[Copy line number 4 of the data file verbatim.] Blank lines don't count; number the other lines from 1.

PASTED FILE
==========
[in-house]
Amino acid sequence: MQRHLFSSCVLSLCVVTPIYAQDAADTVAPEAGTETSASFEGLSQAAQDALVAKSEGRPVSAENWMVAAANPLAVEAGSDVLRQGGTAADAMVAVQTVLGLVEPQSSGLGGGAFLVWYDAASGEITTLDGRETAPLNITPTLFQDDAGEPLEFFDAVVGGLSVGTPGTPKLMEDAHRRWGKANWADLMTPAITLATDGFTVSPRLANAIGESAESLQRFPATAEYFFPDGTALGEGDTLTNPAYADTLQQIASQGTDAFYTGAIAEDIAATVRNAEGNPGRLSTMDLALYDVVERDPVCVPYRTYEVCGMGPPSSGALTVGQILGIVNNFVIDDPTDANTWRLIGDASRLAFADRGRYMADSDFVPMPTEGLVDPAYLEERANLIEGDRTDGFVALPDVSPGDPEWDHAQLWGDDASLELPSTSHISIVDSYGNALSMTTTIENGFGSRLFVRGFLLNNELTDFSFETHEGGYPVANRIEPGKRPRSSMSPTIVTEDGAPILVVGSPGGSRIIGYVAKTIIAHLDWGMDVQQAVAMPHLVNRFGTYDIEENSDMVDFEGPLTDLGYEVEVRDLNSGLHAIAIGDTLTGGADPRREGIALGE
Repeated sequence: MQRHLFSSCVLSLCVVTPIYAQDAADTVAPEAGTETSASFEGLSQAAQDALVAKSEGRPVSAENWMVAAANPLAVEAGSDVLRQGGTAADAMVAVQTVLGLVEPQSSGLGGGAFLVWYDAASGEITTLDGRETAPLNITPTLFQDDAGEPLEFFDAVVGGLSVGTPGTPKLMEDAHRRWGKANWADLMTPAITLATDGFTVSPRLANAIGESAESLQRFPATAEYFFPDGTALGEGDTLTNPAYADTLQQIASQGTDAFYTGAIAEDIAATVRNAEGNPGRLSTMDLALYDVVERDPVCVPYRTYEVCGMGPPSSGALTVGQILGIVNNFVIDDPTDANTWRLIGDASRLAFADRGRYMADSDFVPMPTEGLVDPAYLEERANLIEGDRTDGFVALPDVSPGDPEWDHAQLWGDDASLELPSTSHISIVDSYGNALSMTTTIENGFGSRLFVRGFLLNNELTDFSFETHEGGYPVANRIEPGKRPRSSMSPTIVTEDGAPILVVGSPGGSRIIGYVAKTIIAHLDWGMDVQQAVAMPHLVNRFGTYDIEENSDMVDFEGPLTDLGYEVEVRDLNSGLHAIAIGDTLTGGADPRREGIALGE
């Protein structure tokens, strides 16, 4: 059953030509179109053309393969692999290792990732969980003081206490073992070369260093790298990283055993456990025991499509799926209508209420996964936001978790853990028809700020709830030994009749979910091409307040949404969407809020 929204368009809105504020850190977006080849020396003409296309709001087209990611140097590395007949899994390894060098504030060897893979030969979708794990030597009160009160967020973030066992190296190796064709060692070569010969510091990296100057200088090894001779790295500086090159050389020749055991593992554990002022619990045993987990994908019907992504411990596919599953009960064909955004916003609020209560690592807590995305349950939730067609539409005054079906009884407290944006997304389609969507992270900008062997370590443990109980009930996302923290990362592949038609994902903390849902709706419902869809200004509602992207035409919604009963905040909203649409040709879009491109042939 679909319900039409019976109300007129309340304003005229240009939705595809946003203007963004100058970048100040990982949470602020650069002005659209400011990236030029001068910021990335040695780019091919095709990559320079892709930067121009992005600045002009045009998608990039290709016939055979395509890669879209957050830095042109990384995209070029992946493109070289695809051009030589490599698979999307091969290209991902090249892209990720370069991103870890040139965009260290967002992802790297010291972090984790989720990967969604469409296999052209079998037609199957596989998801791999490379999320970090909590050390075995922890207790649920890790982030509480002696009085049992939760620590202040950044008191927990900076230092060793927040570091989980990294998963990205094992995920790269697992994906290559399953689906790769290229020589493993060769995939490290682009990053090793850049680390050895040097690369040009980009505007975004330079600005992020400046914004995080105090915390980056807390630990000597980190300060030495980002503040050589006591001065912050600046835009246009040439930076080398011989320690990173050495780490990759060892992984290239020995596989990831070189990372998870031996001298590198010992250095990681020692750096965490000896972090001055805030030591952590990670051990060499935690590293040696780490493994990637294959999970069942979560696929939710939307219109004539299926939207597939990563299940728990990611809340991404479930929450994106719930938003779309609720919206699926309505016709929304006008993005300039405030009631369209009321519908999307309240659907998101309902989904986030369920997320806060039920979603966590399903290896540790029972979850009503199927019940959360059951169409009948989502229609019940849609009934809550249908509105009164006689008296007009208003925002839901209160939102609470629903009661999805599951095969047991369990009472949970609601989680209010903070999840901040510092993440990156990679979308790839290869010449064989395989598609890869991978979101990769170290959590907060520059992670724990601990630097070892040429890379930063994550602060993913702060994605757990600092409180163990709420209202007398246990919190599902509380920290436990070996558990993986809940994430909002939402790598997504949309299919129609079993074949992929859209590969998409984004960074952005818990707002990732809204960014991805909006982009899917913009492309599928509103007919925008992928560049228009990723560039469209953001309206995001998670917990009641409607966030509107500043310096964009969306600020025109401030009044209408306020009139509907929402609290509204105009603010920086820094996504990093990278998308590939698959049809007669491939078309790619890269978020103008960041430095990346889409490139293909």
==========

């Protein structure tokens, strides 16, 4: 059953030509179109053309393969692999290792990732969980003081206490073992070369260093790298990283055993456990025991499509799926209508209420996964936001978790853990028809700020709830030994009749979910091409307040949404969407809020 929204368009809105504020850190977006080849020396003409296309709001087209990611140097590395007949899994390894060098504030060897893979030969979708794990030597009160009160967020973030066992190296190796064709060692070569010969510091990296100057200088090894001779790295500086090159050389020749055991593992554990002022619990045993987990994908019907992504411990596919599953009960064909955004916003609020209560690592807590995305349950939730067609539409005054079906009884407290944006997304389609969507992270900008062997370590443990109980009930996302923290990362592949038609994902903390849902709706419902869809200004509602992207035409919604009963905040909203649409040709879009491109042939 679909319900039409019976109300007129309340304003005229240009939705595809946003203007963004100058970048100040990982949470602020650069002005659209400011990236030029001068910021990335040695780019091919095709990559320079892709930067121009992005600045002009045009998608990039290709016939055979395509890669879209957050830095042109990384995209070029992946493109070289695809051009030589490599698979999307091969290209991902090249892209990720370069991103870890040139965009260290967002992802790297010291972090984790989720990967969604469409296999052209079998037609199957596989998801791999490379999320970090909590050390075995922890207790649920890790982030509480002696009085049992939760620590202040950044008191927990900076230092060793927040570091989980990294998963990205094992995920790269697992994906290559399953689906790769290229020589493993060769995939490290682009990053090793850049680390050895040097690369040009980009505007975004330079600005992020400046914004995080105090915390980056807390630990000597980190300060030495980002503040050589006591001065912050600046835009246009040439930076080398011989320690990173050495780490990759060892992984290239020995596989990831070189990372998870031996001298590198010992250095990681020692750096965490000896972090001055805030030591952590990670051990060499935690590293040696780490493994990637294959999970069942979560696929939710939307219109004539299926939207597939990563299940728990990611809340991404479930929450994106719930938003779309609720919206699926309505016709929304006008993005300039405030009631369209009321519908999307309240659907998101309902989904986030369920997320806060039920979603966590399903290896540790029972979850009503199927019940959360059951169409009948989502229609019940849609009934809550249908509105009164006689008296007009208003925002839901209160939102609470629903009661999805599951095969047991369990009472949970609601989680209010903070999840901040510092993440990156990679979308790839290869010449064989395989598609890869991978979101990769170290959590907060520059992670724990601990630097070892040429890379930063994550602060993913702060994605757990600092409180163990709420209202007398246990919190599902509380920290436990070996558990993986809940994430909002939402790598997504949309299919129609079993074949992929859209590969998409984004960074952005818990707002990732809204960014991805909006982009899917913009492309599928509103007919925008992928560049228009990723560039469209953001309206995001998670917990009641409607966030509107500043310096964009969306600020025109401030009044209408306020009139509907929402609290509204105009603010920086820094996504990093990278998308590939698959049809007669491939078309790619890269978020103008960041430095990346889409490139293909």